The Devil All The Time Movie Review: Netflix's new film has the distinction of bringing Spider-Man, Winter Soldier, Batman (well, upcoming), John Connor, Dudley Dursley and Pennywise the Clown under one roof. But The Devil All The Time stays away from the kiddie charm of Spidey's MCU, though there is a memorable scene involving spiders. It is grittier than Batman's Gotham. Actually, in the Ohio town of Knockemstiff (apt name, indeed!) where most of the events in the film are set, Pennywise would found himself more at home. The Devil All The Time Movie: Review, Plot, Cast, Trailer, Everything You Need to Know About Tom Holland, Robert Pattinson’s Netflix Film.
Directed by Antonio Campos, on a screenplay written by him and his brother Paulo Campos, The Devil All The Time is based on a novel of the same name by Donald Ray Pollock. Pollock also serves as a narrator in the film, his gruff voice explaining the psyche of several of the characters, while also spoiling some of their fates much in advance.
The Devil All The Time moves from 1945 to 1957 to some specific period ahead, as it delves into the curses of blind belief of Catholicism (though you can relate it to any other religion), abusive nature of humans, and serial killers. Nearly all the characters you meet have bent towards the dark side or are pretty unlikeable.
The only who is tethering on the edge of darkness is the one you are supposed to root for, and that's Arwin (Tom Holland). Orphaned at a young age, Arwin is protective of his step-sister Lenora (Eliza Scanlen), another orphan. Lenora had inherited the piety of her dead parents (Mia Wasikowska and Harry Melling), both losing their lives to the insanity of blind beliefs.
Watch the Trailer of The Devil All The Time:
Arwin himself is haunted by his past demons, of being raised by an abusive father Willard (Bill Skarsgard), a WWII vet who was guilted by his killing of a mortally wounded fellow soldier, and later his wife's (Haley Bennett) demise to cancer. In his manic state, Willard had even killed a young Arwin's dog, before he committed suicide. Arwin, still troubled by what his father, continues to follow some of his teachings - like how to handle bullies.
Less likeable than Arwin and Lenora are the other main characters we meet. There is the corrupt Sheriff Bodecker (Sebastian Stan) of Meade, who wants to stay in power, even if it means murdering people. He has a younger sister Sandy (Riley Keough) and her husband, Carl (Jason Clarke). Unknown to him, they are both serial killers, with Sandy seducing and having sex with hitchhikers, and Carl photographing them in the act and later brutally murdering the victims. Or as they call them, 'models'.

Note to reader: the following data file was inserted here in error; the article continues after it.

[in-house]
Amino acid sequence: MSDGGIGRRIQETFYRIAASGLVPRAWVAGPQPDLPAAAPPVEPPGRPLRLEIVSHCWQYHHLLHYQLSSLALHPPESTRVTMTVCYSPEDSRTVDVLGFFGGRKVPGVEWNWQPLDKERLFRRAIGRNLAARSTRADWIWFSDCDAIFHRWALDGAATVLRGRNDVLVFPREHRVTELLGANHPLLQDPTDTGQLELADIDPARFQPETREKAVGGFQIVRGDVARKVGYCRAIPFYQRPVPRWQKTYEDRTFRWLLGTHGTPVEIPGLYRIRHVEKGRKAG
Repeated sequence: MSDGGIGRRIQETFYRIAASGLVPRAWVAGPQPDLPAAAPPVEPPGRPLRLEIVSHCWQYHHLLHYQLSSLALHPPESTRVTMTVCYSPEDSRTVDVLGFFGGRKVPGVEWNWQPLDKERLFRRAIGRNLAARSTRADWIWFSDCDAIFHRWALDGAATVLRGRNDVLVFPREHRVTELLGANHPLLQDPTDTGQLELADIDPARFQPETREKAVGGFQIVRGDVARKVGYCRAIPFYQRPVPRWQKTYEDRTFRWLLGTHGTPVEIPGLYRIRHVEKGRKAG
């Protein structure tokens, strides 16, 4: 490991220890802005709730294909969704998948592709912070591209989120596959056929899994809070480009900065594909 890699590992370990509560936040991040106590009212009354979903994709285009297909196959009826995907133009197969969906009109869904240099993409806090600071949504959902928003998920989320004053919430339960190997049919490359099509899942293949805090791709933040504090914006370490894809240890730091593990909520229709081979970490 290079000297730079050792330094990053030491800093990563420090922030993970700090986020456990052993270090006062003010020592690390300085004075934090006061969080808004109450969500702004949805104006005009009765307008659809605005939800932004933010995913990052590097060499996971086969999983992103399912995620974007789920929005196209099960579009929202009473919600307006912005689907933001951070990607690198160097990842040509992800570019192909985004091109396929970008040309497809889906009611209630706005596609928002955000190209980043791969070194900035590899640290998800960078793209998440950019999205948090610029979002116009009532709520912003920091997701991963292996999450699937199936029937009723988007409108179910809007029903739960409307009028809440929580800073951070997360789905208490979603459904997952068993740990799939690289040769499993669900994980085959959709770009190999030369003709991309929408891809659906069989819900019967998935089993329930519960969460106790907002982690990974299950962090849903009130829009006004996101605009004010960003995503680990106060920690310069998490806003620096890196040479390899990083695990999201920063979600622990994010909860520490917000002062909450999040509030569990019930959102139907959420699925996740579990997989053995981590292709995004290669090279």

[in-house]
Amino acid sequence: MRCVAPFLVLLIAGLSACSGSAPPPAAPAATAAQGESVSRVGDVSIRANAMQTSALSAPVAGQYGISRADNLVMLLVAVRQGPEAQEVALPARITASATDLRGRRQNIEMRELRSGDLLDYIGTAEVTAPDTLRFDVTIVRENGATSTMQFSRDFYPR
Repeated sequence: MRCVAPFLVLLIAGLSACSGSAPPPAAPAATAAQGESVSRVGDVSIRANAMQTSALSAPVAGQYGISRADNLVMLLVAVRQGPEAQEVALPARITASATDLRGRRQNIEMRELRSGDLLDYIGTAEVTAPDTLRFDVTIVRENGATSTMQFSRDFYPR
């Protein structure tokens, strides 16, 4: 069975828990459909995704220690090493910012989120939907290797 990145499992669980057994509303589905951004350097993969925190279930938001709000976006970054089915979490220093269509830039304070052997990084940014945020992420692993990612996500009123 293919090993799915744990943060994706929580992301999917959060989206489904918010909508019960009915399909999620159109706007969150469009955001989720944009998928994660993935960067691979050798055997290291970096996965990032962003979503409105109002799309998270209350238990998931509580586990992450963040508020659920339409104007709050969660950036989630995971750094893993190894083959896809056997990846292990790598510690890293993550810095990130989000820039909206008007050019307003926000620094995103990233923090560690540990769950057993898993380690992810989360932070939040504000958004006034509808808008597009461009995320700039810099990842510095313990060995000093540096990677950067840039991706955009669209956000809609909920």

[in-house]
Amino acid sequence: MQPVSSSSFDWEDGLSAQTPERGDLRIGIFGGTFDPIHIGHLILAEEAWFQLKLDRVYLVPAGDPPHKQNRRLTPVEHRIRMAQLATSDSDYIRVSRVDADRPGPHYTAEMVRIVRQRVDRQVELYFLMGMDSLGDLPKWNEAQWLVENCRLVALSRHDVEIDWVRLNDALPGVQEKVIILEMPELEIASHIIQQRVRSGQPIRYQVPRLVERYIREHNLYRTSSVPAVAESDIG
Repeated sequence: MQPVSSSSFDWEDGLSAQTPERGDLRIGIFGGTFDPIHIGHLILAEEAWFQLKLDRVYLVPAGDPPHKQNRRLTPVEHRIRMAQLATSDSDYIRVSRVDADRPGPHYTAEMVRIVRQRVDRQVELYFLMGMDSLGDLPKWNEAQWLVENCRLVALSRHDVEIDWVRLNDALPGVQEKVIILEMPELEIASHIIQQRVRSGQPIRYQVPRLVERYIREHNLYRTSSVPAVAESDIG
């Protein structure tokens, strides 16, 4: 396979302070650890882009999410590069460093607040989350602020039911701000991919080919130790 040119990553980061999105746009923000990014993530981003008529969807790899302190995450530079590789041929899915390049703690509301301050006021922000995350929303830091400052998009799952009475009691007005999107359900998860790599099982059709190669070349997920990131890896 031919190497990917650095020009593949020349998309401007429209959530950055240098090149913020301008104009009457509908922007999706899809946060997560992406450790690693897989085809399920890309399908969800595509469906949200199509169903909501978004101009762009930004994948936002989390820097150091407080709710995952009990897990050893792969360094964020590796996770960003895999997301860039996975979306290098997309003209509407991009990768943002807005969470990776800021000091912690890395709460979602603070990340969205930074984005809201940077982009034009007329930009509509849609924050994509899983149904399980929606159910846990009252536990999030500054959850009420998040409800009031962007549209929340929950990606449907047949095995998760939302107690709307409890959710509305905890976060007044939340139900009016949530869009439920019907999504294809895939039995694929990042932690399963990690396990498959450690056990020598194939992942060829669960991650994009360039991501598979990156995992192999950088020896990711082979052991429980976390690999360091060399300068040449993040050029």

Finally, there is the new preacher in Knockemstiff, Preston (Robert Pattinson), whose good looks and silver tongue are facade for his regular sins of having sexual relations with underage girls.
With so much darkness in there, The Devil All Time is definitely not for the faint-hearted. There are enough violence, perversions, murders, and blasphemous activities on display, that you hope for one character to not be so nihilistic. Bad luck there! The tone is often depressing and bleak. Things are so grim that even when the film ends on a hopeful note, you really wonder if something bad is happening when the credits are rolling.
For a film that has most of the characters obsessed with God, there is plenty for Devil to play around. Kind of what we are seeing in the real world too.
The Devil All The Time starts off slow and remains so till the third act happens. We jump from one timeline to another, the focus shifts from one character to another, and it takes more than forty minutes for Tom Holland to make his entry, and Pattinson takes even more time to do so. The good thing is that even if the characters are pretty dislikable, they are distinct and interesting, with actors putting up some fine performances. Campos' direction gives the film a brooding feel that is consistent throughout.
The bad thing is that we really need to have patience with the unfocussed narrative, with the runtime of 138 coming taxing at several occasions. Despite the languorous pacing, a couple of characters still don't really get fleshed out, Especially that of Carl's and Bodecker's.
The third act, beginning with the killing of a crucial main character, spruces up the proceedings as Arwin finally embraces his dark side. The arcs of all the main characters get merged and some of them get their just desserts, in a way that Tarantino would be proud.
Even when things don't really roll, the performances come off as a saving grace. It's a terrific turn from Tom Holland, in perhaps his most mature role to date. Holland, still keeping vestiges of his usual boyish charm, keeps us on the edge with an act that makes us pray that he doesn't go too much on the dark side. Tom Holland in Talks to Join Vin Diesel in Fast and Furious 10?
Robert Pattinson is approps creepy in a character that proves evil can come in a handsome wrapping. Bill Skarsgard owns the first act of the film with a troubled act that reminded me often of Bill Paxton in Frailty. Stan Sebastian, Jason Clarke, Riley Keough all deliver the goods. Mia Wasikowska and Harry Melling leave their marks in their smaller roles; Melling, especially incredible in his intro scene in the church.
- The Performances
- The Third Act
- Slow Pacing
- A Couple of Under-Developed Main Characters
The Devil All The Time is bleak, often intense and unlikeable in a very deliberate way. And it is this dark pessimism that attracts you, apart from the excellent cast and the performances, even when things aren't really moving. The Devil All The Time is streaming on Netflix.
(The above story first appeared on LatestLY on Sep 16, 2020 05:00 PM IST. For more news and updates on politics, world, sports, entertainment and lifestyle, log on to our website latestly.com).